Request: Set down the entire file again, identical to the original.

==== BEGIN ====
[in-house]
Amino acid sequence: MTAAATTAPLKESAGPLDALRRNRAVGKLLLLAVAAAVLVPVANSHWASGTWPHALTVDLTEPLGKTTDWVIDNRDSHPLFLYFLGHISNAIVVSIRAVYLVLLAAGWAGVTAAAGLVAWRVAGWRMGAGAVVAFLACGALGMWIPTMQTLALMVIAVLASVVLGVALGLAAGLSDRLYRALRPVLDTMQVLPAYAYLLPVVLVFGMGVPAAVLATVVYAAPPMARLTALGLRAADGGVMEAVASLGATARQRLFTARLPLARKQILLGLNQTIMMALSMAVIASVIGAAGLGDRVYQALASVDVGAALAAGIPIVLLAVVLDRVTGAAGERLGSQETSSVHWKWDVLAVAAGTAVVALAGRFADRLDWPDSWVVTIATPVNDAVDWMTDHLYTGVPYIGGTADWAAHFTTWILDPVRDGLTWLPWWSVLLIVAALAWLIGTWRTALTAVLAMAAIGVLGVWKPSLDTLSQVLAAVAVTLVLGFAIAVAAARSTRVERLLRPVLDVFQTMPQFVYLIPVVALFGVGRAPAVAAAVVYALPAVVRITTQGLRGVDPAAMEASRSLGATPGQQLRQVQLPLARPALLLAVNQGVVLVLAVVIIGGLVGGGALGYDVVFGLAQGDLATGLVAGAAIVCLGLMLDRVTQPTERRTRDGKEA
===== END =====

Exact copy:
[in-house]
Amino acid sequence: MTAAATTAPLKESAGPLDALRRNRAVGKLLLLAVAAAVLVPVANSHWASGTWPHALTVDLTEPLGKTTDWVIDNRDSHPLFLYFLGHISNAIVVSIRAVYLVLLAAGWAGVTAAAGLVAWRVAGWRMGAGAVVAFLACGALGMWIPTMQTLALMVIAVLASVVLGVALGLAAGLSDRLYRALRPVLDTMQVLPAYAYLLPVVLVFGMGVPAAVLATVVYAAPPMARLTALGLRAADGGVMEAVASLGATARQRLFTARLPLARKQILLGLNQTIMMALSMAVIASVIGAAGLGDRVYQALASVDVGAALAAGIPIVLLAVVLDRVTGAAGERLGSQETSSVHWKWDVLAVAAGTAVVALAGRFADRLDWPDSWVVTIATPVNDAVDWMTDHLYTGVPYIGGTADWAAHFTTWILDPVRDGLTWLPWWSVLLIVAALAWLIGTWRTALTAVLAMAAIGVLGVWKPSLDTLSQVLAAVAVTLVLGFAIAVAAARSTRVERLLRPVLDVFQTMPQFVYLIPVVALFGVGRAPAVAAAVVYALPAVVRITTQGLRGVDPAAMEASRSLGATPGQQLRQVQLPLARPALLLAVNQGVVLVLAVVIIGGLVGGGALGYDVVFGLAQGDLATGLVAGAAIVCLGLMLDRVTQPTERRTRDGKEA